Multimedia presentations of digital media services and devices are meant for human consumption and interaction. Before consumption by the user, the multimedia signal usually goes through several processing stages. Depending on the technologies, including the applied signal processing algorithms, some stages can introduce artefacts that reduce the quality of the multimedia presentation. Quality is a fundamental aspect for the design of any end-to-end multimedia signal processing architecture. A sufficiently high quality level of any multimedia presentations must be provided to the user to ensure her optimal experience. More recently, we have seen a shift of paradigm towards incorporating the user as the most important factor in the quality assessment of multimedia presentations. This shift of paradigm drives the creation of the Quality of Experience (QoE) concept. QoE depends on the user perception making it a qualitative assessment as opposed to a purely quantitative one. The definite way of assessing perception of user is by conducting a perception experiment involving human participants in a controlled environment, and this experiment must be carefully designed. Subjective quality assessment is one example of such experiment. There is another, more practical way of assessing quality from user standpoint; this utilizes perceptual-based metrics that model the human perception as closely as possible. Due to the array of current applications, it is unlikely to have a universal quality metric for assessing QoE of multimedia applications. This thesis will only focus on QoE for Digital Cinema presentations.
The thesis is composed of a paper collection; were we have classified the work in this thesis based on research questions within three main themes: QoE of still images for Digital Cinema presentation1, QoE of motion pictures for Digital Cinema presentation, and QoE of audiovisual presentation for Digital Cinema.
In the field of QoE of images for Digital Cinema presentations, we conducted subjective image quality assessments for Digital Cinema using a methodology derived from standardized recommendations. During the assessment we collected subjective scores of the perceived image quality in a real Digital Cinema environment. We also conducted another perceptual experiment in a Digital Cinema to obtain the parameters of Multi Scale Structural Similarity (MS-SSIM) objective metric for Digital Cinema presentation. Moreover, we analysed the performance of several objective metrics including MS-SSIM with original parameters and parameters obtained from our experiment in the Digital Cinema. The results show that in the case of Digital Cinema, MS-SSIM does not exhibit the same type of performance that has been reported in the literature, when compared to PSNR metric. I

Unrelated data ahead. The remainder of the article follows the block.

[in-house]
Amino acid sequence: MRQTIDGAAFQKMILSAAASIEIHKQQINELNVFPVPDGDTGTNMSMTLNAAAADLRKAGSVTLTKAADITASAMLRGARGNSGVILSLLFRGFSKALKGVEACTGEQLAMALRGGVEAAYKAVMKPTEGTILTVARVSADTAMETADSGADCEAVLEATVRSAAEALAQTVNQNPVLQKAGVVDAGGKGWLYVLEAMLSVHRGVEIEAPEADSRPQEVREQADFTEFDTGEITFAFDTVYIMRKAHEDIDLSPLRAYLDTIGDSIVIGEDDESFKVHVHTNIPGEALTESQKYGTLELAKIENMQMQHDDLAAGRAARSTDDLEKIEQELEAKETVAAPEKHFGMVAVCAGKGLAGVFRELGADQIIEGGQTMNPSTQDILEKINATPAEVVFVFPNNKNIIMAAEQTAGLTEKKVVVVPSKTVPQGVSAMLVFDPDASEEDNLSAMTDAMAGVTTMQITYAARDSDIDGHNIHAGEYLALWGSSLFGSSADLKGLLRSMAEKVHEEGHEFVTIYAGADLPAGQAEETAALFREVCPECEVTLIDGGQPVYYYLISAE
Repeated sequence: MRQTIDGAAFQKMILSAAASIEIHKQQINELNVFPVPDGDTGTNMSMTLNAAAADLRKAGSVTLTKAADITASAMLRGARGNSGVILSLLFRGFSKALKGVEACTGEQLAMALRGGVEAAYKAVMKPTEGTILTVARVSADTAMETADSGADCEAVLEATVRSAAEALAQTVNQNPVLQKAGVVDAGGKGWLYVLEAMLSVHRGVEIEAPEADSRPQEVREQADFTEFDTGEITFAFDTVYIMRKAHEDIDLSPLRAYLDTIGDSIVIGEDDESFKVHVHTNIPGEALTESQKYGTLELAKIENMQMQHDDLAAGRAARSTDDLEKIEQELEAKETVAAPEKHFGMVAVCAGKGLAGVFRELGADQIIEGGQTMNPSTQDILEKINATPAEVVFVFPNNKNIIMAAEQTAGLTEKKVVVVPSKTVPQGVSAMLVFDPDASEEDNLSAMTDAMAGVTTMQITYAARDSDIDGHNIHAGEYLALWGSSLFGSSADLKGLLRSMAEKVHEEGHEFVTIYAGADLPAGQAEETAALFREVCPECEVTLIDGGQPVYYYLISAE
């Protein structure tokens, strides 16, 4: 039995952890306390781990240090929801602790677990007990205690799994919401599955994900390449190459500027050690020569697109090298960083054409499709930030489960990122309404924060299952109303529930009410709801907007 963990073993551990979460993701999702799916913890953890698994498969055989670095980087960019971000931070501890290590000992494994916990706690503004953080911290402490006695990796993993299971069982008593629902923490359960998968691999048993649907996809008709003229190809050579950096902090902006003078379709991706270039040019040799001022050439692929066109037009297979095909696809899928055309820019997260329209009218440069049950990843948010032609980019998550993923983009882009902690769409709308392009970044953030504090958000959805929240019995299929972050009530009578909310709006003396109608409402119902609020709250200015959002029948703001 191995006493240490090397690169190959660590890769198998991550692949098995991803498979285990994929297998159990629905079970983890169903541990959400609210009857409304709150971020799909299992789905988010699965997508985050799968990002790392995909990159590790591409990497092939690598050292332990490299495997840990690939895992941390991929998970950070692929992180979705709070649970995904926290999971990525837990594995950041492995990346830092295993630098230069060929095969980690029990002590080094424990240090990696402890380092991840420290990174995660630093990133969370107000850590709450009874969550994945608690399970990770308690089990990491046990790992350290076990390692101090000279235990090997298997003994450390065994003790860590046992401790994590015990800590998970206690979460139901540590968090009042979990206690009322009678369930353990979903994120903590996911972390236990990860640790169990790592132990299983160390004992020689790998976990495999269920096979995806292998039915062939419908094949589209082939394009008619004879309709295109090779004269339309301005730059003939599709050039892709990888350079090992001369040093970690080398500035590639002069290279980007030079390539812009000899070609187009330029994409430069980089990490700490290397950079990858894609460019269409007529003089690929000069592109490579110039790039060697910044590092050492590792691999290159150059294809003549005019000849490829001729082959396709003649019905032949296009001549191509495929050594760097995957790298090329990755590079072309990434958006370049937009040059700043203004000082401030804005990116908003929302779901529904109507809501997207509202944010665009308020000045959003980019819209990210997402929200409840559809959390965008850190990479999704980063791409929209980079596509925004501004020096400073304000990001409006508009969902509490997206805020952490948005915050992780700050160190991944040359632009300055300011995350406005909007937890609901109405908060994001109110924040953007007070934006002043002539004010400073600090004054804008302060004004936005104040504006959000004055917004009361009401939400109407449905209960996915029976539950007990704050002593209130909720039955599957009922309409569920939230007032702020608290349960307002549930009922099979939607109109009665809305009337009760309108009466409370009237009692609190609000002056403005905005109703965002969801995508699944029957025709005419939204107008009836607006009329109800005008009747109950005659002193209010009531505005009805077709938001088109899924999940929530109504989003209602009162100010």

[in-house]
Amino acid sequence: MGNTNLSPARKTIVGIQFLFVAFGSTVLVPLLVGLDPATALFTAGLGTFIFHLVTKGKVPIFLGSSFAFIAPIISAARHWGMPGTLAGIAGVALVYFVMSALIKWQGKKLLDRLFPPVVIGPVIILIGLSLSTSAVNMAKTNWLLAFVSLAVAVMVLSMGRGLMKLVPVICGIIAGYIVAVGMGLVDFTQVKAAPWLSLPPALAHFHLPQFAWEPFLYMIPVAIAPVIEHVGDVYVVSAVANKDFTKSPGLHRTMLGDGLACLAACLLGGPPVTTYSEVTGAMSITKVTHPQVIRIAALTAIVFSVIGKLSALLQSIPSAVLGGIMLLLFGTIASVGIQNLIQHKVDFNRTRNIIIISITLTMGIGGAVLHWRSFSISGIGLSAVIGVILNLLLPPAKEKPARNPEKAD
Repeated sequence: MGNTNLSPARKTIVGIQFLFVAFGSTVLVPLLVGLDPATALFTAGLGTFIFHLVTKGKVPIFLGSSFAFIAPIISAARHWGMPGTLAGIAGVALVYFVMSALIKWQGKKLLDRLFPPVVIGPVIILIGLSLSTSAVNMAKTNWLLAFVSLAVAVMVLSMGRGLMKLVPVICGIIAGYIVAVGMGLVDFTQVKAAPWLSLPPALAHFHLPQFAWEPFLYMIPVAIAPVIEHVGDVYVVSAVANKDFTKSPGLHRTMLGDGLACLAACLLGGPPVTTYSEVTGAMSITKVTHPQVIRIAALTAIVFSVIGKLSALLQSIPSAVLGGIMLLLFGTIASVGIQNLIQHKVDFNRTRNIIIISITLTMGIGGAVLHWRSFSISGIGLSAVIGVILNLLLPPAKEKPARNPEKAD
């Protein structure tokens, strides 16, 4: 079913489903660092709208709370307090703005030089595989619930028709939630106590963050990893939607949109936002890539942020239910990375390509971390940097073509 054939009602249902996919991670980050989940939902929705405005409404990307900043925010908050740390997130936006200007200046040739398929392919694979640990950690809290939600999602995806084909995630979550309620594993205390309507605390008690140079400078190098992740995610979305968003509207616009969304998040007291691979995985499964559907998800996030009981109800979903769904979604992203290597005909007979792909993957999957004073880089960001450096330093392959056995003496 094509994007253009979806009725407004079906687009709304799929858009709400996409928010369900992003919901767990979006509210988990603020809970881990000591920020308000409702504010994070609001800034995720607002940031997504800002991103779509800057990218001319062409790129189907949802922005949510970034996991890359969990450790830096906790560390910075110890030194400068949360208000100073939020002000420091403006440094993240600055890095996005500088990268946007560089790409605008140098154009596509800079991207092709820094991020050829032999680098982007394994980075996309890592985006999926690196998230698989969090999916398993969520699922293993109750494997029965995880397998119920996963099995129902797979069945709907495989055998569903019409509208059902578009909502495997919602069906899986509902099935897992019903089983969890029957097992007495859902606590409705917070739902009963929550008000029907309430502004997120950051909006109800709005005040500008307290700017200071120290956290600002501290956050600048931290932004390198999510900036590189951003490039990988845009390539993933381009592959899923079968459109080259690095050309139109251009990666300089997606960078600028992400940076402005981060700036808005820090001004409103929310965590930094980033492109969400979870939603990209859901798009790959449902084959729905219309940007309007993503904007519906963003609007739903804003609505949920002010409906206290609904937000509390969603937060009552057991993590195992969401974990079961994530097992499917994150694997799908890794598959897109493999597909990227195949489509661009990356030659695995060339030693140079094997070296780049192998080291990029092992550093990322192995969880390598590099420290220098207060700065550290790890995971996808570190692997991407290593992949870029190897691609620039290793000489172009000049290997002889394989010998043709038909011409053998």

n the field of QoE of motion pictures for Digital Cinema presentations, we conducted subjective motion pictures quality assessment for Digital Cinema using a careful designed experiment, which is also derived from standardized recommendations. The collected subjective data is used to analyse the performance of two compression algorithms (JPEG 2000 and AVC/H.264) for a Digital Cinema environment; the results showed that temporal compression schemes like H.264/AVC have high coding efficiency not only at SD resolutions, but also at high resolutions for Digital Cinema presentation. Furthermore, we performed an analysis on factors that affect visual perceived quality in a Digital Cinema using collected scores from the subjective still images and motion pictures quality assessment.
In the field of QoE of audiovisual presentation for Digital Cinema, we performed subjective experiments of audiovisual contents for Digital Cinema using also methodology derived from standardized recommendations. In addition, we investigated the multimodal effect on perceived quality in a Digital Cinema environment. A major result of our subjective visual quality assessment showed that the presence of audio (low or high quality) does not influence the visual quality judgment